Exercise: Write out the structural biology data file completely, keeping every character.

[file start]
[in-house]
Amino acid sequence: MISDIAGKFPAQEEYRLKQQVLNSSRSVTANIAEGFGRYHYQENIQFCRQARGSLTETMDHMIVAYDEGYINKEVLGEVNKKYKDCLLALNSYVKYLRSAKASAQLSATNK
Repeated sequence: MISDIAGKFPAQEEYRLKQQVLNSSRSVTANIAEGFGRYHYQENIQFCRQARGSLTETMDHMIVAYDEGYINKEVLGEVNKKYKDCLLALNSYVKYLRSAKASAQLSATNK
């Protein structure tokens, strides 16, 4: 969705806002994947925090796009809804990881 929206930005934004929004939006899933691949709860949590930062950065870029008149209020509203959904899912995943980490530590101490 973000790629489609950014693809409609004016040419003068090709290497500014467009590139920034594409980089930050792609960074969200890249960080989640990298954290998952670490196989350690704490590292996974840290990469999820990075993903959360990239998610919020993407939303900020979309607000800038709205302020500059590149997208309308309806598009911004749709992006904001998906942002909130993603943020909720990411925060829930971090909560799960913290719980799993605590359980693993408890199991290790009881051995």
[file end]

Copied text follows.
[in-house]
Amino acid sequence: MISDIAGKFPAQEEYRLKQQVLNSSRSVTANIAEGFGRYHYQENIQFCRQARGSLTETMDHMIVAYDEGYINKEVLGEVNKKYKDCLLALNSYVKYLRSAKASAQLSATNK
Repeated sequence: MISDIAGKFPAQEEYRLKQQVLNSSRSVTANIAEGFGRYHYQENIQFCRQARGSLTETMDHMIVAYDEGYINKEVLGEVNKKYKDCLLALNSYVKYLRSAKASAQLSATNK
């Protein structure tokens, strides 16, 4: 969705806002994947925090796009809804990881 929206930005934004929004939006899933691949709860949590930062950065870029008149209020509203959904899912995943980490530590101490 973000790629489609950014693809409609004016040419003068090709290497500014467009590139920034594409980089930050792609960074969200890249960080989640990298954290998952670490196989350690704490590292996974840290990469999820990075993903959360990239998610919020993407939303900020979309607000800038709205302020500059590149997208309308309806598009911004749709992006904001998906942002909130993603943020909720990411925060829930971090909560799960913290719980799993605590359980693993408890199991290790009881051995």